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Mathematically Rigorous Global Optimization and Fuzzy Optimization

A Brief Comparison of Paradigms, Methods, Similarities, and Differences

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Part of the Springer Optimization and Its Applications book series (SOIA,volume 170)

Abstract

Mathematically rigorous global optimization and fuzzy optimization have different philosophical underpinnings, goals, and applications. However, some of the tools used in implementations are similar or identical. We review, compare and contrast basic ideas and applications behind these areas, referring to some of the work in the very large literature base.

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Fig. 1

Notes

  1. 1.

    Our interval details are more comprehensive, since fuzzy technology is such a large field, and since our primary expertise lies in interval analysis.

  2. 2.

    Typically, through control of the rounding mode, as specified in the IEEE 754 standard for floating point arithmetic [19].

  3. 3.

    Most desktops and laptops with appropriate programming language support, and some supercomputers, adhere to this standard.

  4. 4.

    First observed in [39, pp. 90–93] and treated by many since then.

  5. 5.

    The clustering effect is actually in common to most basic branch and bound algorithms, whether or not interval technology is used. However, its cause is closely related to the interval dependency problem.

  6. 6.

    But with complicated interpretation of results in general settings.

  7. 7.

    This is not to say that mathematical implications of particular procedures are not highly analyzed.

  8. 8.

    An interval \(\mathbb {X}\) corresponds to a fuzzy set as in Definition 5 with \(\mathcal {A} = \mathbb {X}\) and μ A(x) = 1 if \(x\in \mathbb {X}\), μ A(x) = 0 otherwise.

  9. 9.

    However, data, and even statistics, can sometimes be used in the design of membership functions.

  10. 10.

    The terms “degree of truth” and “degree of belief” are common in the literature concerning handling uncertain knowledge. Also, “belief functions,” like membership functions, are defined. See [53], for example. We do not guarantee that our definition of “degree of truth” is the same as that of all others.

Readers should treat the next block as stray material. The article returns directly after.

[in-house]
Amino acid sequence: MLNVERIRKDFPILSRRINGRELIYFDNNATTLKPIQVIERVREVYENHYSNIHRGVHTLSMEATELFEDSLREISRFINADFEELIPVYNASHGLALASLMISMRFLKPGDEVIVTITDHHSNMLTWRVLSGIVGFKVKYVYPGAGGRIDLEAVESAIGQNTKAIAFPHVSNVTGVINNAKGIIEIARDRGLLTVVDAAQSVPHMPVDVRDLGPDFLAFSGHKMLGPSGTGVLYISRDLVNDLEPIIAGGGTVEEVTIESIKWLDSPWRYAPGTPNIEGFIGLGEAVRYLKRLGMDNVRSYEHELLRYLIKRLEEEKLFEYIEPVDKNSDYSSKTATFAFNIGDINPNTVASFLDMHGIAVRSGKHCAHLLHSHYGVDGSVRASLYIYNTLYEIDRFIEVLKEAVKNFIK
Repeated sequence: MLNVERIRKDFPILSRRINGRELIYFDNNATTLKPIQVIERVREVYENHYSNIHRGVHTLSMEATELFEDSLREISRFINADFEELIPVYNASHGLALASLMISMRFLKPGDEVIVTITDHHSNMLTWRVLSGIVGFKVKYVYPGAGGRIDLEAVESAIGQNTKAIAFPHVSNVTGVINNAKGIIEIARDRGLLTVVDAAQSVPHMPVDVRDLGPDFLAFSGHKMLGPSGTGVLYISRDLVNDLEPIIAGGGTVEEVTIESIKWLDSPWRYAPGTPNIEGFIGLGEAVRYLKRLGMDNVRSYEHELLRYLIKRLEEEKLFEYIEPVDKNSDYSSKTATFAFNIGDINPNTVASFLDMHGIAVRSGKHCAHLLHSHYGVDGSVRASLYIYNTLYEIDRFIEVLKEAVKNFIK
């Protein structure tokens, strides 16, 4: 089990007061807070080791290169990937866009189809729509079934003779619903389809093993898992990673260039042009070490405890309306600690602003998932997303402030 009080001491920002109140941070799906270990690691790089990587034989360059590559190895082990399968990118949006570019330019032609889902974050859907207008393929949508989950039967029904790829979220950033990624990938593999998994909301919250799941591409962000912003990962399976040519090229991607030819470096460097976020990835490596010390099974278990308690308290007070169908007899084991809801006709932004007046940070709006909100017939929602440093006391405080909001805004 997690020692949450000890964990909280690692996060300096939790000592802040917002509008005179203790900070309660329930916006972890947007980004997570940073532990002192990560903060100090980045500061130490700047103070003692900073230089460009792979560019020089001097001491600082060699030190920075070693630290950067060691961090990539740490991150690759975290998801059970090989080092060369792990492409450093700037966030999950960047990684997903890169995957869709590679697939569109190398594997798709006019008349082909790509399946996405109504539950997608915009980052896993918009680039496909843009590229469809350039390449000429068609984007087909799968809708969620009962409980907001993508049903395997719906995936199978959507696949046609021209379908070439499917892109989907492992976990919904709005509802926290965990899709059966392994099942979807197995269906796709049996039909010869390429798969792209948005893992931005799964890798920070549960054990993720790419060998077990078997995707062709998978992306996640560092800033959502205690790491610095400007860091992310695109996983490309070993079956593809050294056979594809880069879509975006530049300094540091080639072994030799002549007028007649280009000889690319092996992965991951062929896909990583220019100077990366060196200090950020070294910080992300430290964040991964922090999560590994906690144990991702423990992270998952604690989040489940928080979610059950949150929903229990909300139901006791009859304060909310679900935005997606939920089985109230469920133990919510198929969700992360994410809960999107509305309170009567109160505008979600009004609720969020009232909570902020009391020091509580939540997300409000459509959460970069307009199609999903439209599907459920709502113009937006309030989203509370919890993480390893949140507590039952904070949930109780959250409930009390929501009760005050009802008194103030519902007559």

11. 11.

    The results of (1) and (2) are sharp to within measurement and rounding errors but are sometimes increasingly un-sharp when operations are combined.

  12. 12.

    See [42], etc.

  13. 13.

    For details and generalizations, see a text on interval analysis, such as [4, 43], or our work [24].

  14. 14.

    Under mild conditions on the interval extension of F′ and for most ways of computing v.

  15. 15.

    Various researchers refer to similar lists as code lists (Rall), directed acyclic graphs (DAGs, Neumaier), etc. Although, for a given problem, such lists are not unique, they may be generated automatically with computer language compilers or by other means.

  16. 16.

    To obtain a possibly better upper bound on the global optimum, we replace φ in Problem 10 by − φ and then form and solve a relaxation of the resulting problem. However, for mathematical rigor, computing an upper bound on φ is more complicated than computing a lower bound over \(\mathcal {D}\), since the region \(\mathcal {D}\) may not contain a feasible point.

  17. 17.

    Two-variable relaxations correspond to multiplication; the literature describes various relaxations to these.

  18. 18.

    Another group previously published similar ideas, with a slightly different perspective; see [15].

  19. 19.

    Notably, quadratics, since quadratic programs have been extensively studied.

  20. 20.

    Derived from μ X and f or designed some other way, to take account of perceived goodness of values of φ.

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Kearfott, R.B. (2021). Mathematically Rigorous Global Optimization and Fuzzy Optimization. In: Pardalos, P.M., Rasskazova, V., Vrahatis, M.N. (eds) Black Box Optimization, Machine Learning, and No-Free Lunch Theorems. Springer Optimization and Its Applications, vol 170. Springer, Cham. https://doi.org/10.1007/978-3-030-66515-9_7

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